About being angry

About being angry

There is a saying that goes something like:

 

You know too much psychology when you can’t get angry because you understand everyone’s reasons for doing everything.

I really feel like this sometimes! I notice that I quite seldom get angry at people because I believe I see where they’re coming from. And this immediately makes it a bit easier for me to not get angry at them. But even so, it happens from time to time that I get angry. Recently for example, the following happened:

My family, friends and I ate in a newly opened restaurant in Altea, a nearby village here in Spain. We were a pretty large group of people consisting of four different families. The following day my husband, me and four of our friends spent feeling miserable with some form of stomach bug. The six of us all ate tuna sashimi as a starter for dinner so we, quite naturally if you ask me, believe that the tuna wasn’t as fresh as it should have been. I contacted the restaurant to alert them to this fact in order to avoid other people also getting sick. The response I got from the restaurant was pretty surprising to me. No apology, just a: that’s terrible. And then a whole conversation started back and forth where the restaurant questioned the fact that it was their food that made us sick. And I was like: seriously? Just apologize, that would be good customer service! It turned out to be a step too far for the restaurant to admit that something might have been wrong with their food and apologize for that, even though they after investigating couldn’t find the exact reason.

This made me angry. I therefore considered going online and write a horrible review and post it on Google and TripAdvisor and any other food review site I can find. Avoid the tuna! These people don’t understand the art of communicating! You see where this was going….

But I didn’t. Instead I breathed, stood up and moved my body for a bit. I remember doing the same thing once when I was given news by a previous employer which made me really angry. As soon as the person told me this news I immediately stood up in the middle of the conference room, became super aware of my breathing and started to move my body. I noticed the person in the room being somewhat surprised by this reaction, as many adults I think usually just sit quiet, grind their teeth and stiffen their whole bodies when they receive news that makes them angry. But I believe that somewhere in our bodies our anger gets stored and for me it’s really vital to let this out.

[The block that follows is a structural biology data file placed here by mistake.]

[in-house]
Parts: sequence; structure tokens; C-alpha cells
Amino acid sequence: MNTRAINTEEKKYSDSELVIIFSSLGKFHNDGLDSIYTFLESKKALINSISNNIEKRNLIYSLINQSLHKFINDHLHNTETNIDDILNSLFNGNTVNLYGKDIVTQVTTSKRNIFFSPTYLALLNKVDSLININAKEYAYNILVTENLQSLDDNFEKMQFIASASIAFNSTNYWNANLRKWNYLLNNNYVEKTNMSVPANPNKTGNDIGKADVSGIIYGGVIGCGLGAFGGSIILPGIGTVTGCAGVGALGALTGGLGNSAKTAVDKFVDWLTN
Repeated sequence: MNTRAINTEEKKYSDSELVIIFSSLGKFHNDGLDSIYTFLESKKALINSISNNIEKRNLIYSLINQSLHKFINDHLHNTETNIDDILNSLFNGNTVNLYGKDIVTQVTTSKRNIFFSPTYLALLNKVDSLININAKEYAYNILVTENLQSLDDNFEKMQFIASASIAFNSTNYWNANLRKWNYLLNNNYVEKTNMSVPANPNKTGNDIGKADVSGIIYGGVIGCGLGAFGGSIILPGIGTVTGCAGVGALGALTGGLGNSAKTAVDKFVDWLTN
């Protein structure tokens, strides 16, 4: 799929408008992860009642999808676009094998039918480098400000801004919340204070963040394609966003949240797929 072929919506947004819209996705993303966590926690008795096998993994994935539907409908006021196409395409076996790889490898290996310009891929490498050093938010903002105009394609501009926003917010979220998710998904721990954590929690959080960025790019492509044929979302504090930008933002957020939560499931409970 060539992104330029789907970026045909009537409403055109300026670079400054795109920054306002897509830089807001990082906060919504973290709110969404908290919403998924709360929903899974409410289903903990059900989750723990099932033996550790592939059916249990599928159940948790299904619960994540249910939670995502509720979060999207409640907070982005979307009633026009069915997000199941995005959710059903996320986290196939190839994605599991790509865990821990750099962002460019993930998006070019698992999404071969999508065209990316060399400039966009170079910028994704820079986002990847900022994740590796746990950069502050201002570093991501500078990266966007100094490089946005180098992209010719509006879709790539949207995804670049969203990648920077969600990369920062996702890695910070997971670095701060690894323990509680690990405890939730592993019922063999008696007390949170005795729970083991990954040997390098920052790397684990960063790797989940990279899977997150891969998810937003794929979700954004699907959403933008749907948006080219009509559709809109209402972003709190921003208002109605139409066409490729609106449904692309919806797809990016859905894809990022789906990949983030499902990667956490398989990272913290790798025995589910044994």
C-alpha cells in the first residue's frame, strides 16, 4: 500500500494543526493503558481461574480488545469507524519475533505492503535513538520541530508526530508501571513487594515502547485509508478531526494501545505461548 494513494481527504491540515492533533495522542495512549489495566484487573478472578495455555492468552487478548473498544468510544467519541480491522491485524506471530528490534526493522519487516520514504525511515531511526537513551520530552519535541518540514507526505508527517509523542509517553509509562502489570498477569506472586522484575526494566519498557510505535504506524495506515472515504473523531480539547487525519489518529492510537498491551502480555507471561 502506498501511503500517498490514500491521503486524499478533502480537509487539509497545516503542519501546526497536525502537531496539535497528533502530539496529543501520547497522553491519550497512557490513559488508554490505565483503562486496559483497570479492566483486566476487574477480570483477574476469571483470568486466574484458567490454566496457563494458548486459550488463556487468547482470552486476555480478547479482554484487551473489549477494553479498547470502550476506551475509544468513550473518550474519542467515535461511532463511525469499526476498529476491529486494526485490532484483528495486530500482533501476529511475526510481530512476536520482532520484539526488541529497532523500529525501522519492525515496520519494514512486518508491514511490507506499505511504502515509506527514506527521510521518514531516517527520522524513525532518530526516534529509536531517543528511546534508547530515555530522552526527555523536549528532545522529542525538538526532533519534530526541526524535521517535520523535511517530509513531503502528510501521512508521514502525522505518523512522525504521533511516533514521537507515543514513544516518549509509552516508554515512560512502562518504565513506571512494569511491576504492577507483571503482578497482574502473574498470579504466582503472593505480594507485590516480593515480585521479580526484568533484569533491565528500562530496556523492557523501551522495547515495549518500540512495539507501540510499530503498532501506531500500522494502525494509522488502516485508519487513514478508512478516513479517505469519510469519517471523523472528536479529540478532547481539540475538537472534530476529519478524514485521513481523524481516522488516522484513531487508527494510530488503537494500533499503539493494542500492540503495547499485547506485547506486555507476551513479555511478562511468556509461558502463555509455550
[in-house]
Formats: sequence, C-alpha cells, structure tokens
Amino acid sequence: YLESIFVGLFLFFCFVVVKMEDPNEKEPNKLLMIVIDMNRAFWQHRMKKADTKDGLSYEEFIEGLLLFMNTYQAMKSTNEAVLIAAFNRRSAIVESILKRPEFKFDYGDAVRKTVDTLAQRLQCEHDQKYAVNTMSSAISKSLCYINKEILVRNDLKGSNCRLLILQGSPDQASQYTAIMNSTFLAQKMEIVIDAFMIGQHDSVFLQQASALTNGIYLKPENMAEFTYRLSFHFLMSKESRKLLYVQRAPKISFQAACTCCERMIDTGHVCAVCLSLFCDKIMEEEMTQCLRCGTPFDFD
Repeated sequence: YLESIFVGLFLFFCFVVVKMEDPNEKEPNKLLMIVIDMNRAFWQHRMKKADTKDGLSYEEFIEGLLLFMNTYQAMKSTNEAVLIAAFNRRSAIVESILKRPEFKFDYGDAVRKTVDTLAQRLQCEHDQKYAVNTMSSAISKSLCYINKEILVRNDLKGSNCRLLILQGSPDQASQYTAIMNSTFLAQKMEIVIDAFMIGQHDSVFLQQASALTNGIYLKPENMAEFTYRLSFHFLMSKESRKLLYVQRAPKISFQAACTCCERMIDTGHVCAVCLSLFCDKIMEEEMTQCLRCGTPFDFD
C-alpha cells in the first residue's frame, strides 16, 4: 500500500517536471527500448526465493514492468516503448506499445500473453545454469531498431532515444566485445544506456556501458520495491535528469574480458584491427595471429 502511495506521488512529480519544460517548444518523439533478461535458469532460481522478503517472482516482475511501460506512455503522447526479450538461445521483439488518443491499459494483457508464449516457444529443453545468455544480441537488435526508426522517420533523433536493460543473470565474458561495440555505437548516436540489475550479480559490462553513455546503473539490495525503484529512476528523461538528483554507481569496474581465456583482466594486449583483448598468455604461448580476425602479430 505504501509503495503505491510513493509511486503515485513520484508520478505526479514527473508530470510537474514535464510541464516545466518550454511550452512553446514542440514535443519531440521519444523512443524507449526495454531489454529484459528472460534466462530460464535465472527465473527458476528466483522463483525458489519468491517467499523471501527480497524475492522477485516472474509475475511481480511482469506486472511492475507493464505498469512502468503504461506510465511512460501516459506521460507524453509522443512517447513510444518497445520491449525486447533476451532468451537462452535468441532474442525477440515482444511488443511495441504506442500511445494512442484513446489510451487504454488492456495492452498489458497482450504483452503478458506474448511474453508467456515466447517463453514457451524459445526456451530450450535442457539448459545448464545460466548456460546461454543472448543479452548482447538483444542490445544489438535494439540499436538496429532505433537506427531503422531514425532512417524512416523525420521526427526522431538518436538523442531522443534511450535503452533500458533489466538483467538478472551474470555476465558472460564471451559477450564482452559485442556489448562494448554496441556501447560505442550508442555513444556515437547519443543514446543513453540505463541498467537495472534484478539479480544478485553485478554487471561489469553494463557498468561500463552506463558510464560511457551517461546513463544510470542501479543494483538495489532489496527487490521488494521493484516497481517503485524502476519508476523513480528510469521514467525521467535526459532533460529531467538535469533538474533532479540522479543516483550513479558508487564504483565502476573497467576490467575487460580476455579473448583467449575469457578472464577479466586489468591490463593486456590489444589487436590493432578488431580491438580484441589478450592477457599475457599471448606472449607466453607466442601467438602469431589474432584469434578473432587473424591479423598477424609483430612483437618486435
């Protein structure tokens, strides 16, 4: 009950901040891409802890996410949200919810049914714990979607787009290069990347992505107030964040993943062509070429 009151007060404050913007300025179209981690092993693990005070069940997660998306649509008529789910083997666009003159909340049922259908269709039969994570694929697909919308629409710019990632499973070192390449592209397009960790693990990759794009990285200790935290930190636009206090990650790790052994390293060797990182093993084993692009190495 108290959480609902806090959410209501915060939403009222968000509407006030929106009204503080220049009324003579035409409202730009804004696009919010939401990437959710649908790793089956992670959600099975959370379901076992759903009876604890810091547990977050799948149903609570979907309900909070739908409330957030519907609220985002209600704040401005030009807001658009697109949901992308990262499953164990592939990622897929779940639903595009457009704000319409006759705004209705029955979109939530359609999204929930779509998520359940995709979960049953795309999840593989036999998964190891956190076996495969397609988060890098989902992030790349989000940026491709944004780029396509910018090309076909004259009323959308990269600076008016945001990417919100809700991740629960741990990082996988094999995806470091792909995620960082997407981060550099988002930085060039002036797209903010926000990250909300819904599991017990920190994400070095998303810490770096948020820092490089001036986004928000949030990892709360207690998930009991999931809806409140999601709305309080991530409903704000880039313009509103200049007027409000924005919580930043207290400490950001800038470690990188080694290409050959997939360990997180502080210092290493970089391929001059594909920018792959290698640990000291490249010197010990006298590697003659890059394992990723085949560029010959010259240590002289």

I think all of us can recognize feeling angry because we feel we have been unjustly treated by other people, right? So far I haven’t met a single person who is totally cool about being treated in a way that feels unjust. I’m pretty sure you haven’t either.

To me it is so interesting to feel my body’s reactions in the moments when something like this happens. My heart beats fast, I feel anger as a ball of fire inside me and it just needs to come out physically. Jumping a bit, making some noise, breathing consciously: generally all types of body movement or voicing really helps me a lot in de-pressurizing myself. Another truly wonderful way to do this is by doing Osho’s Dynamic meditation. In just an hour this meditation transforms me completely, without fail! The wonderful thing with all of this is that I don’t affect anyone by letting anger come out of my body in these ways: I keep it to myself instead of immediately attacking someone else.

And then I realize: I can’t control what happened but I can control my reaction to it. As soon as I have just let off some steam by myself it is easier for me to think more clearly again. I realize that I have a choice in how I react, and that makes me feel powerful in much more grounded way.

The author Karen Salmansohn said:

Being angry at somebody is easier than telling them that they hurt you.

I find this so true! For me, this really is the preferred way to handle my anger. I therefore chose a different response to the restaurant. Instead of writing a bad review, I wrote them my truth. That I understand that this can happen, that I appreciate that they investigated the matter but that I would have liked to receive an apology even though they believe it’s not their food. Just because I really have felt terrible after having eaten at their place. And finally I wished them good luck with their business.

To me, the easy option would have been to write a terrible review on TripAdvisor but in the end this is just not a person I choose to be. I realize that the people in this restaurant have worked their ***** off to establish their business, that they are tired and that they need some time to make everything roll smoothly. Is that me being too understanding? Perhaps. But the fact remains that I like to keep on trying to put myself in someone else’s position and see things from their point of view. It just makes it easier for me to let go of anger, once I realize that all of us just are really trying in our own way.

I can’t write about anger without also mentioning sadness. Because I have found that these two emotions are invariably connected. Whenever I feel angry, the underlying feeling is that I am sad. This never fails to be true for me! In the case of the restaurant, I felt not believed which makes me sad because I really like being seen by other people as a honest person. In the case of my previous job I felt not good enough and that hurt me. To me it’s always interesting to investigate inside myself whenever I feel angry: what is it that I am also sad about here? And when I do this, I always learn something interesting about myself and what makes me me. Love when that happens!

PS (can’t help it, it’s one of the perks of having my own blog):
If you’re ever in Altea, I would recommend you to avoid the tuna at La Buena Vida…

Photo: Matthew Brodeur – unsplash.com


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